On the Map: The Biden Factor
Senator Joe’s shot at the vice president’s office means that the rest of the country, at long last, knows that little Delaware is not a state in New England.
research assistance by Matt Amis, Maria Hess and Drew Ostroski Published September 17, 2008 at 09:07 AM
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Yet Delaware is different than Tennessee, Wyoming and Alaska in one key way: It is geographically small. Being the fifth least populated state, yet the seventh most densely populated, increases anyone’s odds of seeing a key representative in the most mundane of circumstances—Mike Castle enjoying pasta at Attilio’s, Carper jogging along Brandywine Boulevard or Biden attending Mass at St. Ann’s, even if he does have two Secret Service agents near his side.
“In this context, we’re sufficiently small that we all know our politicians,” Hoffecker says. “Because of that, we demand that they be personable, that they respond to us in a personal way. That adds a different dimension to Biden’s candidacy than if he’d come from a bigger state. In New York or California, you won’t see your U.S. senator opening the door for you at Lowe’s. There is a retail politics approach in this state that is very real. It sets a different tone.”
Which may mean that the nation may also learn about The Delaware Way of governance, the collegial tone of things, as well as the practice of reaching across the aisle, of setting aside philosophical and ideological differences in order to do the right thing for the people.
“It’s noteworthy that all the senators who spoke at the Democratic National Convention spoke of McCain as a friend,” Hoffeckers says, and no one more than Biden. Could The Delaware Way be catching on inside the Beltway?
“Joe has been doing that in Washington for years, always working in the best interest of Delaware,” says longtime acquaintance Basil Battaglia, a former chair of the Delaware Republican Party. “A lot of people are committed to their parties. That’s just the way politics plays. But I think Joe understands it’s still a two-party system. I’m still pleased and proud.”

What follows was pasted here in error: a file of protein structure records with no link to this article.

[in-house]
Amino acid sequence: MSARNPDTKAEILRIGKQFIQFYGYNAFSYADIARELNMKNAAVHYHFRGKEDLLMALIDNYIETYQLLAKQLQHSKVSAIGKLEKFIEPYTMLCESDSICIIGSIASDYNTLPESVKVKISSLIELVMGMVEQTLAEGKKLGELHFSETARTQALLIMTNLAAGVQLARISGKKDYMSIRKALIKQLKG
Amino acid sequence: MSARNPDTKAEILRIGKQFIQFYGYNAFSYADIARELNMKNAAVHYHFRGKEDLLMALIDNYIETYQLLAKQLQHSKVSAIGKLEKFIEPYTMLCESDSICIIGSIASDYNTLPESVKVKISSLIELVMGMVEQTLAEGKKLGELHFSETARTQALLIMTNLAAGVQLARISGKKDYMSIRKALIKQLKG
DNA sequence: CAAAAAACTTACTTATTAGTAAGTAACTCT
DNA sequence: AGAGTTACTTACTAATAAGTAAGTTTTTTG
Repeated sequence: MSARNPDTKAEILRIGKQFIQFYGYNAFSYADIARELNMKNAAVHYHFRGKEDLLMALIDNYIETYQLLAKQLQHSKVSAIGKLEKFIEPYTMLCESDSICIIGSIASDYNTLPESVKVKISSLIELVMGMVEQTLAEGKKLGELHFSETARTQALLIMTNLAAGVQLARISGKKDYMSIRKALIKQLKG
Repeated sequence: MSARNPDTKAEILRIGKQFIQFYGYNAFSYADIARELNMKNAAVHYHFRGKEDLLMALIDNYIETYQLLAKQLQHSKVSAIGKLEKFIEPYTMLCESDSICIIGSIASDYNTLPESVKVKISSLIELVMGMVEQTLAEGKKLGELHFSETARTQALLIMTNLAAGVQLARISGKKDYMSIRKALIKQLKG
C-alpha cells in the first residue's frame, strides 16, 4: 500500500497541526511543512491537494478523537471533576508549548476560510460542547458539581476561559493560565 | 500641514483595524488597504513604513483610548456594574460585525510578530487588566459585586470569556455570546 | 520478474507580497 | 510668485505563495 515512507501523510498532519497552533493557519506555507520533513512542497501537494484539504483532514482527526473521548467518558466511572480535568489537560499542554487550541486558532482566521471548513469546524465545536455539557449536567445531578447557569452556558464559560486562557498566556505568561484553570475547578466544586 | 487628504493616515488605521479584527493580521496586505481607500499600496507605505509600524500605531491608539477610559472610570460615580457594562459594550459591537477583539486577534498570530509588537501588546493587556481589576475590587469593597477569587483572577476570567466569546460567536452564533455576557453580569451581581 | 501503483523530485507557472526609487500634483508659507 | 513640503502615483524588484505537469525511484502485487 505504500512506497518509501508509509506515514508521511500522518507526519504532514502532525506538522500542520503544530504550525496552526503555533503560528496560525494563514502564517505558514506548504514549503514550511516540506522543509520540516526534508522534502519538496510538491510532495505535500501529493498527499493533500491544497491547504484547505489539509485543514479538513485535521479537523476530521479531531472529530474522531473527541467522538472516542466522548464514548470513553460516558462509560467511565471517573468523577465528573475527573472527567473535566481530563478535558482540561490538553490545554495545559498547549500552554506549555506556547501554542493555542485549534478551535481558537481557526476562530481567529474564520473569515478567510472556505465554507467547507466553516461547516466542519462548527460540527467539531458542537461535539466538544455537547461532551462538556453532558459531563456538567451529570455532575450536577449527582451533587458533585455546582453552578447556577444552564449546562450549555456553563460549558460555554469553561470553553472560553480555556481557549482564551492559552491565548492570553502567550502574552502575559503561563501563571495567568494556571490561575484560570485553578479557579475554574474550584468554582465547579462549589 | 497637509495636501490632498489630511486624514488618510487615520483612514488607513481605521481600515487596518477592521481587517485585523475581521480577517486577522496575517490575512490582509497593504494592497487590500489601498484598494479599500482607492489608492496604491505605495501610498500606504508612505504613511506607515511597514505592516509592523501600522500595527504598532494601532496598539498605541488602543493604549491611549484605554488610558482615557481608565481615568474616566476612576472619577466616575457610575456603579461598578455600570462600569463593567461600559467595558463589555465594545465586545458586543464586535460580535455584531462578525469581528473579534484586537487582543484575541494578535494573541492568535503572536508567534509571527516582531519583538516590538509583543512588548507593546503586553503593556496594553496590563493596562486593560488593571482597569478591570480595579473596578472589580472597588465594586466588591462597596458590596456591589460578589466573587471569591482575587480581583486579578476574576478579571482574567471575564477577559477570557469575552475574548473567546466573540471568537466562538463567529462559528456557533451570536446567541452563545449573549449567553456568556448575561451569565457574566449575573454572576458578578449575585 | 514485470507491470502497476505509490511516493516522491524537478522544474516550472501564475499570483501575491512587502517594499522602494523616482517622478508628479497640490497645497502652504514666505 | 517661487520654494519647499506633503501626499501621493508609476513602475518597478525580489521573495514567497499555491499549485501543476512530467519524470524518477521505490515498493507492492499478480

A Delawarean in the White House could mean certain advantages for our state. It may help Carper get the national park he has worked so hard for. It may help attract funding for locally important projects such as such as bridge work, canal dredging, beach replenishment, Amtrak maintenance, our air bases.
“If you look at the Bush-Cheney administration, they’ll direct economic sectors to their home states, and they’re not shy about it,” says Rhett Ruggerio, Democratic national committeeman and superdelegate. “What’s good for the goose is good for the gander, they say. So if corporations are looking for tax breaks, things like that, they might be directed to Delaware.”
A vice president from Delaware could also boost tourism. It could win a look at what Delaware has accomplished in terms of sales tax, gambling policies and smoking bans. It may mean more Delawareans may be appointed to positions in Region 3 federal agencies. And it could, according to former Governor Russell W. Peterson, help Delaware establish a new industry built around alternative energies.
A Vice President Biden, renowned for his expertise in foreign affairs and strong relationships with state leaders around the world, could attract a different look at Delaware as a place to do business. Last, the mere fact of his vice presidency could, Begleiter says, raise the profile of the University of Delaware.
“There’s been an idea kicking around for a few years about something like a Biden Center of International Studies,” Begleiter says. “The Biden name is as well known as [W.L.] Gore or DuPont.” (Both names are attached to major campus buildings.) “With something like a Biden Center, visiting scholars and government officials may make a stop in Delaware to give a policy speech or do some corporate consultation.”
That may be jumping the gun just a bit. But love him or not, that’s the kind of excitement and pride Biden’s candidacy has aroused. So pardon state archives director Russ McCabe for thinking only one thing could be bigger.
“Imagine a really sunny fall day in Georgetown, the Thursday after an election,” McCabe says. “Vice President Biden appears on stage in front of the beautiful, historic Sussex County Courthouse and introduces his running mate.
“Just the idea that it could happen—that’s died-and-gone-to-heaven material for some of us.”